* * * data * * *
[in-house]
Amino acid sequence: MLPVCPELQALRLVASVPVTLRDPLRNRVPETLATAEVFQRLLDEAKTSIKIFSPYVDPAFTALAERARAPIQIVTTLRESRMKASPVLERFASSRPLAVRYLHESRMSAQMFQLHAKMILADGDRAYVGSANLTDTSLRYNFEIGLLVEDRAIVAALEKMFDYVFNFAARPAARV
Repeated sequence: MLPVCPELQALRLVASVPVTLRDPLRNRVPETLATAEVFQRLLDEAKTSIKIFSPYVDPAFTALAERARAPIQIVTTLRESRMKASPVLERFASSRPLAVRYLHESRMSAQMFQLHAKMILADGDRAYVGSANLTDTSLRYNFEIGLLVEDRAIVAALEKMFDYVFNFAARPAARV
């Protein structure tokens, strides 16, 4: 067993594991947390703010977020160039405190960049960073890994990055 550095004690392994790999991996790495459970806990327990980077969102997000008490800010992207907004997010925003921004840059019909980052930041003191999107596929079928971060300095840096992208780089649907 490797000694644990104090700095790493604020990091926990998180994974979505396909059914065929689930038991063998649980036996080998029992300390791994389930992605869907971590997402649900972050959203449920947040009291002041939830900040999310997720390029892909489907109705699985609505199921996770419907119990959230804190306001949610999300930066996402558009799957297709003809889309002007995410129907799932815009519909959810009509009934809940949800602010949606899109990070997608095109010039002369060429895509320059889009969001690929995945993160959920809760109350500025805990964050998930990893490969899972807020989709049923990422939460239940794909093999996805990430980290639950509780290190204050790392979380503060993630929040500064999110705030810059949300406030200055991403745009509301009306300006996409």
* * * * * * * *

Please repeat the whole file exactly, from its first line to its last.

[in-house]
Amino acid sequence: MLPVCPELQALRLVASVPVTLRDPLRNRVPETLATAEVFQRLLDEAKTSIKIFSPYVDPAFTALAERARAPIQIVTTLRESRMKASPVLERFASSRPLAVRYLHESRMSAQMFQLHAKMILADGDRAYVGSANLTDTSLRYNFEIGLLVEDRAIVAALEKMFDYVFNFAARPAARV
Repeated sequence: MLPVCPELQALRLVASVPVTLRDPLRNRVPETLATAEVFQRLLDEAKTSIKIFSPYVDPAFTALAERARAPIQIVTTLRESRMKASPVLERFASSRPLAVRYLHESRMSAQMFQLHAKMILADGDRAYVGSANLTDTSLRYNFEIGLLVEDRAIVAALEKMFDYVFNFAARPAARV
């Protein structure tokens, strides 16, 4: 067993594991947390703010977020160039405190960049960073890994990055 550095004690392994790999991996790495459970806990327990980077969102997000008490800010992207907004997010925003921004840059019909980052930041003191999107596929079928971060300095840096992208780089649907 490797000694644990104090700095790493604020990091926990998180994974979505396909059914065929689930038991063998649980036996080998029992300390791994389930992605869907971590997402649900972050959203449920947040009291002041939830900040999310997720390029892909489907109705699985609505199921996770419907119990959230804190306001949610999300930066996402558009799957297709003809889309002007995410129907799932815009519909959810009509009934809940949800602010949606899109990070997608095109010039002369060429895509320059889009969001690929995945993160959920809760109350500025805990964050998930990893490969899972807020989709049923990422939460239940794909093999996805990430980290639950509780290190204050790392979380503060993630929040500064999110705030810059949300406030200055991403745009509301009306300006996409």